White House Protest Corps

Edward O. Wilson’s Latest Book: New York Times Book Review
April 13, 2010, 11:47 pm
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Scientists hardly ever write novels. Fabricating imaginary people is not the domain of the scientific method, to put it mildly. Constructing a plot, lacing it with clues to lead the reader to a well-prepared conclusion, is heretical business for those trained to unprejudiced observation. But any who take the leap may use their worldliness to good advantage, smuggling gems of empirical knowledge across the literary border to create fiction with unusually rewarding heft. Consider the meticulous puzzle­-solving of Sir ­Arthur Conan Doyle (a trained surgeon) or the flights of physics in Alan Lightman’s “Einstein’s Dreams.”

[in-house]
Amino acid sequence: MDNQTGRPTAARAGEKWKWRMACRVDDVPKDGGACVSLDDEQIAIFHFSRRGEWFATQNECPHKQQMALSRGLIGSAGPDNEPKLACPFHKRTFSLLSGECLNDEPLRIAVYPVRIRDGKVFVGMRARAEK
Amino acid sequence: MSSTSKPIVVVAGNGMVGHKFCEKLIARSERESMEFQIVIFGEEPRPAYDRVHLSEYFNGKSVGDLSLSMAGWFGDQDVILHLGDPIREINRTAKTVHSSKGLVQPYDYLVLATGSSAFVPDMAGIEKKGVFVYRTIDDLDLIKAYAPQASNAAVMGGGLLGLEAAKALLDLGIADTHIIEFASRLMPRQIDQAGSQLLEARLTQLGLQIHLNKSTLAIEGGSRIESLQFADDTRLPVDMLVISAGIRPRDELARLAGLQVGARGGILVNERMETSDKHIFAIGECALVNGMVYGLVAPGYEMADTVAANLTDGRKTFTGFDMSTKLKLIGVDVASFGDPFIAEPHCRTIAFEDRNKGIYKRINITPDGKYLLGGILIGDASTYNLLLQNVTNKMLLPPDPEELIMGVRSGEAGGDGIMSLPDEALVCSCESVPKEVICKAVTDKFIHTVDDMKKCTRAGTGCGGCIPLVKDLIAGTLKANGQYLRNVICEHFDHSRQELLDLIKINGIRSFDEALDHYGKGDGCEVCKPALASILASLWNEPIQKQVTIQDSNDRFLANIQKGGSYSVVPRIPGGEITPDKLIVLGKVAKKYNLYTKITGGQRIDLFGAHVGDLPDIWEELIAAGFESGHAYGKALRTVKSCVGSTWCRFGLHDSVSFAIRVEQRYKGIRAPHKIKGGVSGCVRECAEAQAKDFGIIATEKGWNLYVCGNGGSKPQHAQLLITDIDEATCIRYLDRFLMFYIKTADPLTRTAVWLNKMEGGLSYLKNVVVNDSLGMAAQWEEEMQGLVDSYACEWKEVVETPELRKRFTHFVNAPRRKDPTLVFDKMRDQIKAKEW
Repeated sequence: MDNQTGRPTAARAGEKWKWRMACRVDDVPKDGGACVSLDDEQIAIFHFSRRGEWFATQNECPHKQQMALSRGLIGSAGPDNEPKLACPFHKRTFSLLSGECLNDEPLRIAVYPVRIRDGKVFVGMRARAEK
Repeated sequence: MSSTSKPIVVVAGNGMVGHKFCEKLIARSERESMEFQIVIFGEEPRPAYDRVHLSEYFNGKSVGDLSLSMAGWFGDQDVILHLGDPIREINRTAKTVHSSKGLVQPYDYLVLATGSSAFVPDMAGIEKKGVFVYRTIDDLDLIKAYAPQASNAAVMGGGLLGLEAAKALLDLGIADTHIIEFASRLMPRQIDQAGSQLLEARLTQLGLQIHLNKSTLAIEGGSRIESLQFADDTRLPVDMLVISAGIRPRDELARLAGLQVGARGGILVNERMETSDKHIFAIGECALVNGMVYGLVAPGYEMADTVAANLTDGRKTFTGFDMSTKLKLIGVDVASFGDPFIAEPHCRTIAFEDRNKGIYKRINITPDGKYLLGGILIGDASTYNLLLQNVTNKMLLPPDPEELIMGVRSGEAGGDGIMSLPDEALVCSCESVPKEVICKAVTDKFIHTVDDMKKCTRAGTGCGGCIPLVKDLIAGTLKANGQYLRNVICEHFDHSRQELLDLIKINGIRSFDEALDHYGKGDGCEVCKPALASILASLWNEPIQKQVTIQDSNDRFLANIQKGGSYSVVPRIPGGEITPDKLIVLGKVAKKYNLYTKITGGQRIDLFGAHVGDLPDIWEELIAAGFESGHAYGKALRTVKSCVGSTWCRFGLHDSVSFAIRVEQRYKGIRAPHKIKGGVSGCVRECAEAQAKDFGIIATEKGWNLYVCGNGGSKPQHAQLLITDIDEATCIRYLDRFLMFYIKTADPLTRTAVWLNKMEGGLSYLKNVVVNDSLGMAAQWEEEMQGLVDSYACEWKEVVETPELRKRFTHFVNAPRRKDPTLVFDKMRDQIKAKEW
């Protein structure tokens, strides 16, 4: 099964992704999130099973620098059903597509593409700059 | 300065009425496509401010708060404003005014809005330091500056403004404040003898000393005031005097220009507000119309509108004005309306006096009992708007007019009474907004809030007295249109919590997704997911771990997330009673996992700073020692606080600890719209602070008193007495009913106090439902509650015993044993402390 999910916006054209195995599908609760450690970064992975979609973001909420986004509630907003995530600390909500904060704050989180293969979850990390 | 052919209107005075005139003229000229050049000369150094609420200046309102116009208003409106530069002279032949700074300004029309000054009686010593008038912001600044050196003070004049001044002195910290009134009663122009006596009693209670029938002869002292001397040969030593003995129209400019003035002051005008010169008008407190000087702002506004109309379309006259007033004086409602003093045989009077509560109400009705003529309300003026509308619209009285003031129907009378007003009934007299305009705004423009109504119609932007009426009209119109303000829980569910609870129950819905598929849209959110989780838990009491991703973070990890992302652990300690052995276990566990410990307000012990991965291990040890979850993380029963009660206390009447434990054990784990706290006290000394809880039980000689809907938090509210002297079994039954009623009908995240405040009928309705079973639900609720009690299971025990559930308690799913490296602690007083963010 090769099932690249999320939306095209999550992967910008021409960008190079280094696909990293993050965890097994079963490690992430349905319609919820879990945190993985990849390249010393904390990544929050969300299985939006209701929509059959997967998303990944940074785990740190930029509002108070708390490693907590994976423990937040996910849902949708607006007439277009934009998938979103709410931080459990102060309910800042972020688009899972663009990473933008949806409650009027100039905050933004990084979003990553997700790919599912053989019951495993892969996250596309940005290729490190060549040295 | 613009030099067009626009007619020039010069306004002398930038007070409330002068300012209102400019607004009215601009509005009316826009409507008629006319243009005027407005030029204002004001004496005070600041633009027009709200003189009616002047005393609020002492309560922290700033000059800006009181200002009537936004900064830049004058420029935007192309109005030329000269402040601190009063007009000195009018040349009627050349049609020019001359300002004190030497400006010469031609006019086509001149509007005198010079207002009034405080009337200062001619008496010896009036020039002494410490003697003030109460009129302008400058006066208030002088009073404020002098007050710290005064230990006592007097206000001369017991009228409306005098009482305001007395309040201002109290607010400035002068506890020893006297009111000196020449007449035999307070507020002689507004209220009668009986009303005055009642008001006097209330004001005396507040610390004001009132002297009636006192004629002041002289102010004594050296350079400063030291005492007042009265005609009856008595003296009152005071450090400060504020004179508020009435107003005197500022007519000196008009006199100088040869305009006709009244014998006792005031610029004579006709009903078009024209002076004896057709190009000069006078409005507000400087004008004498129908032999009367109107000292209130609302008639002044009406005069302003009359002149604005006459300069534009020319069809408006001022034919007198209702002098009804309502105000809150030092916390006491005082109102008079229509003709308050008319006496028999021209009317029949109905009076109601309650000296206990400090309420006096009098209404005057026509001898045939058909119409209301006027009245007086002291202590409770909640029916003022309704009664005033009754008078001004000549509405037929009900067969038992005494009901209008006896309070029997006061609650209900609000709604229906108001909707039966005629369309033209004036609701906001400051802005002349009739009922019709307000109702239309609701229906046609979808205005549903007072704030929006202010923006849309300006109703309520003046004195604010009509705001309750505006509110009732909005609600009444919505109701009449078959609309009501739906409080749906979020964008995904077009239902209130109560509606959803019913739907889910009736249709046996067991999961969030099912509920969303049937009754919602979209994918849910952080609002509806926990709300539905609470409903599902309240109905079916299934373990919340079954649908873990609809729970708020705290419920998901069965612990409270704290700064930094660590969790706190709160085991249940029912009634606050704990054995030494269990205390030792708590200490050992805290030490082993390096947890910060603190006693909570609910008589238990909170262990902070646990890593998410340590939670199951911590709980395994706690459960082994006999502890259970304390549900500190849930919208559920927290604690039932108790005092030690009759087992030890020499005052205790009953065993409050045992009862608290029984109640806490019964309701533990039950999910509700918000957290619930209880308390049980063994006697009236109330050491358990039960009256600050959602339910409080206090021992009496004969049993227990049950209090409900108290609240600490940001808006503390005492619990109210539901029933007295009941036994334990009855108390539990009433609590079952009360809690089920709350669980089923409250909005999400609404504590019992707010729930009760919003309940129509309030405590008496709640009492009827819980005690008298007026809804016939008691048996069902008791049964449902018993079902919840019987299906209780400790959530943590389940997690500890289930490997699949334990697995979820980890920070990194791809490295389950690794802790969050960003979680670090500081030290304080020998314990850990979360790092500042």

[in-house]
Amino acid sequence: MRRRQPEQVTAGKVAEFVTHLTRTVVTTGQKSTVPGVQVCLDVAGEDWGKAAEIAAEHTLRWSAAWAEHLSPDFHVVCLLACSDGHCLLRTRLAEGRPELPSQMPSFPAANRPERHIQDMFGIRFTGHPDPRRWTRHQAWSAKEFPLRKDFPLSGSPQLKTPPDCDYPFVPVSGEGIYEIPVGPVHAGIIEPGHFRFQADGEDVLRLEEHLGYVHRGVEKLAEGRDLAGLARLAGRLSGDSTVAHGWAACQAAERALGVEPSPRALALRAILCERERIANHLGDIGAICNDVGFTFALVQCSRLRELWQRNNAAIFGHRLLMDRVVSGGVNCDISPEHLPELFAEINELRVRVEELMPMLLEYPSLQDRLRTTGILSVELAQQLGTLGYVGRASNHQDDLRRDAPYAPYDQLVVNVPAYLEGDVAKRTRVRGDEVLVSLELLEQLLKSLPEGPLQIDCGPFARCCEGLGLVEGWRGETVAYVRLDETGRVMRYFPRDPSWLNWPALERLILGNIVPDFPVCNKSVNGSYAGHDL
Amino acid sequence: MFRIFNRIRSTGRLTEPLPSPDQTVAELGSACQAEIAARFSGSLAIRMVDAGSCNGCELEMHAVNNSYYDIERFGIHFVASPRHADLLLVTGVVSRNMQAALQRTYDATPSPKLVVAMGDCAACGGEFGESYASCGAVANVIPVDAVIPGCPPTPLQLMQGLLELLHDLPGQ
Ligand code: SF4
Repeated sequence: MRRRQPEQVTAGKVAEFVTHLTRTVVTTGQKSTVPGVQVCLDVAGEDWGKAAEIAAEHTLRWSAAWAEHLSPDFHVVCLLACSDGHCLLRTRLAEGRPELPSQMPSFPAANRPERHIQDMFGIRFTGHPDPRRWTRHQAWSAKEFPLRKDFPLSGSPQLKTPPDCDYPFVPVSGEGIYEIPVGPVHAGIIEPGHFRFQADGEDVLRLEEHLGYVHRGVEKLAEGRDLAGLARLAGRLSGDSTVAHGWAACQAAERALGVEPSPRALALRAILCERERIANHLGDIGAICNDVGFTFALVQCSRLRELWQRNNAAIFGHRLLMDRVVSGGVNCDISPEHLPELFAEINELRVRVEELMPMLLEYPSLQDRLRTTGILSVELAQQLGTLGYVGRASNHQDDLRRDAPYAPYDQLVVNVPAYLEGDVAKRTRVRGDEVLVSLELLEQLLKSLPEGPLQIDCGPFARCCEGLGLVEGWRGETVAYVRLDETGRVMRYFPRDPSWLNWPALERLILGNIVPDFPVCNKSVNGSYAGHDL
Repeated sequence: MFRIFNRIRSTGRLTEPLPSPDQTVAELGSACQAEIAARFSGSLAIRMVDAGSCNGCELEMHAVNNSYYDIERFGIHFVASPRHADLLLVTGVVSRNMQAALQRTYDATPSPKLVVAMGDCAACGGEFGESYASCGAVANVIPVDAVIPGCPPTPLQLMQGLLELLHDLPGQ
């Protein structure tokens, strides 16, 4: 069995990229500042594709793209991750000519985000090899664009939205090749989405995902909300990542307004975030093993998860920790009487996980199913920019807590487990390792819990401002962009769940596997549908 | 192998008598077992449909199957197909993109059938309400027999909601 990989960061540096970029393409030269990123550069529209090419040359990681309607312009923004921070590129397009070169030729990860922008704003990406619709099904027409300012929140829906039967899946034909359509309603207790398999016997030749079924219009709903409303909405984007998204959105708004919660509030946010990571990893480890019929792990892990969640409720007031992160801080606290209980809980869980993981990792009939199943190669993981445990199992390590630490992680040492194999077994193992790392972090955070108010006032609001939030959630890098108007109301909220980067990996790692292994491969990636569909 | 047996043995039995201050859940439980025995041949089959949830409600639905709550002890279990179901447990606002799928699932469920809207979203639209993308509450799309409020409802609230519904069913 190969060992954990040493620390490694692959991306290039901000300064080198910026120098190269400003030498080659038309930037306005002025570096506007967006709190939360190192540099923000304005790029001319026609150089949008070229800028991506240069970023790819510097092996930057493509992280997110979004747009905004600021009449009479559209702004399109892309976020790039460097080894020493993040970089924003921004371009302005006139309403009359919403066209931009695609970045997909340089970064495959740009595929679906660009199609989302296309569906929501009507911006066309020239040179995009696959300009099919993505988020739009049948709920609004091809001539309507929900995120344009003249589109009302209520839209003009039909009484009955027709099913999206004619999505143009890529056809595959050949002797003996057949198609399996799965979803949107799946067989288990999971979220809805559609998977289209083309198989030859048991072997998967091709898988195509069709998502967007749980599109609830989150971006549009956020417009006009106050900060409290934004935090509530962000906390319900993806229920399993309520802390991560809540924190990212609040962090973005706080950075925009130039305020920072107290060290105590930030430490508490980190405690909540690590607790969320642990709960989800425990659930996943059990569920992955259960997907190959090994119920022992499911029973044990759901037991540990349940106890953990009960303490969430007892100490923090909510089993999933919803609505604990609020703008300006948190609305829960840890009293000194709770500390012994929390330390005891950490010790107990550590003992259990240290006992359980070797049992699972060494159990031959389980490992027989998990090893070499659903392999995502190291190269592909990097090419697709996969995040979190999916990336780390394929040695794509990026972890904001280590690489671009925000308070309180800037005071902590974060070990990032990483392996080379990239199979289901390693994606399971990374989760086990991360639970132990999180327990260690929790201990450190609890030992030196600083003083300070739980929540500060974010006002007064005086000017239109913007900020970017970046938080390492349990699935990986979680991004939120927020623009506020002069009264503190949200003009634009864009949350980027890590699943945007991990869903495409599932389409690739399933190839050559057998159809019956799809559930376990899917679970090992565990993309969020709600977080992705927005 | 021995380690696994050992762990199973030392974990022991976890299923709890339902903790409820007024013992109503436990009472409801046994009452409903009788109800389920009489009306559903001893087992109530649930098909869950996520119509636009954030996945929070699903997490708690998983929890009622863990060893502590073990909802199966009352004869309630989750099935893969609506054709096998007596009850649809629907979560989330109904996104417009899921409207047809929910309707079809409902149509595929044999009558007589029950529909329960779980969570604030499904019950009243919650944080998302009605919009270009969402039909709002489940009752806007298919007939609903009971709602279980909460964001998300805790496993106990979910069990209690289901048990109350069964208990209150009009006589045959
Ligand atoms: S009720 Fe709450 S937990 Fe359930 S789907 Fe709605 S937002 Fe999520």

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Illustration by Gracia Lam


By E. O. Wilson

378 pp. W. W. Norton & Company. $24.95

Next, think of Edward O. Wilson, one of the most important biological theorists since Darwin. Author of some two dozen books, two-time Pulitzer Prize winner, expert on social insects, discoverer of new species, passionate advocate of bio­diversity, he is best known for his groundbreaking work on the evolution of social behavior. He had a considerable cache of scholarship to tuck into his pockets before slipping across the genre line to write his first novel, “Anthill.”


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